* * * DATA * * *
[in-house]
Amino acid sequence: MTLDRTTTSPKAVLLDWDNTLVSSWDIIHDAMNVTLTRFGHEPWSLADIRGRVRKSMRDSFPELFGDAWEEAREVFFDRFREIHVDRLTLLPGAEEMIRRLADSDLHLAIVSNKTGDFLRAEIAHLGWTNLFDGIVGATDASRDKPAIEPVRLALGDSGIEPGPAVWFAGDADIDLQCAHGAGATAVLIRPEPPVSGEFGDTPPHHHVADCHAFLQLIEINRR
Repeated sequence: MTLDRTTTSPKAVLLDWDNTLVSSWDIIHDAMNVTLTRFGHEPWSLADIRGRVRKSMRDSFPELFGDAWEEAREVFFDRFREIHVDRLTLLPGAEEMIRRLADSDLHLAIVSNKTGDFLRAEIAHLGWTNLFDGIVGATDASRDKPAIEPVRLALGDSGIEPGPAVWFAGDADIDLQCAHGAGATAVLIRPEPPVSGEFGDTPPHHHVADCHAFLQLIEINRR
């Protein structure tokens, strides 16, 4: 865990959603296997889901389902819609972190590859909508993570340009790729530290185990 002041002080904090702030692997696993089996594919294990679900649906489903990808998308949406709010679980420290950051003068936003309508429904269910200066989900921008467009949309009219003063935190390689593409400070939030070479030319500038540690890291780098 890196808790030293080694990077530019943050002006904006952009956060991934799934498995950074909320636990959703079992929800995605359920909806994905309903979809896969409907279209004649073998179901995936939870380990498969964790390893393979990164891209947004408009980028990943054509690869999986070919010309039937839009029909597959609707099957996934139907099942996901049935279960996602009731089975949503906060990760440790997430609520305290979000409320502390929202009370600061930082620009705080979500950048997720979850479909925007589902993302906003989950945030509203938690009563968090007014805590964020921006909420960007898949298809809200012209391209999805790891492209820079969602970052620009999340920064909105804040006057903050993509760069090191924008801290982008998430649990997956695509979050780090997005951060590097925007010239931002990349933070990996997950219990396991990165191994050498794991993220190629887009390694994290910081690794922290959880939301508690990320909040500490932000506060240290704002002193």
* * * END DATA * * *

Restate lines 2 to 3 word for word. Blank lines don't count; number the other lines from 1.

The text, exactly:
Amino acid sequence: MTLDRTTTSPKAVLLDWDNTLVSSWDIIHDAMNVTLTRFGHEPWSLADIRGRVRKSMRDSFPELFGDAWEEAREVFFDRFREIHVDRLTLLPGAEEMIRRLADSDLHLAIVSNKTGDFLRAEIAHLGWTNLFDGIVGATDASRDKPAIEPVRLALGDSGIEPGPAVWFAGDADIDLQCAHGAGATAVLIRPEPPVSGEFGDTPPHHHVADCHAFLQLIEINRR
Repeated sequence: MTLDRTTTSPKAVLLDWDNTLVSSWDIIHDAMNVTLTRFGHEPWSLADIRGRVRKSMRDSFPELFGDAWEEAREVFFDRFREIHVDRLTLLPGAEEMIRRLADSDLHLAIVSNKTGDFLRAEIAHLGWTNLFDGIVGATDASRDKPAIEPVRLALGDSGIEPGPAVWFAGDADIDLQCAHGAGATAVLIRPEPPVSGEFGDTPPHHHVADCHAFLQLIEINRR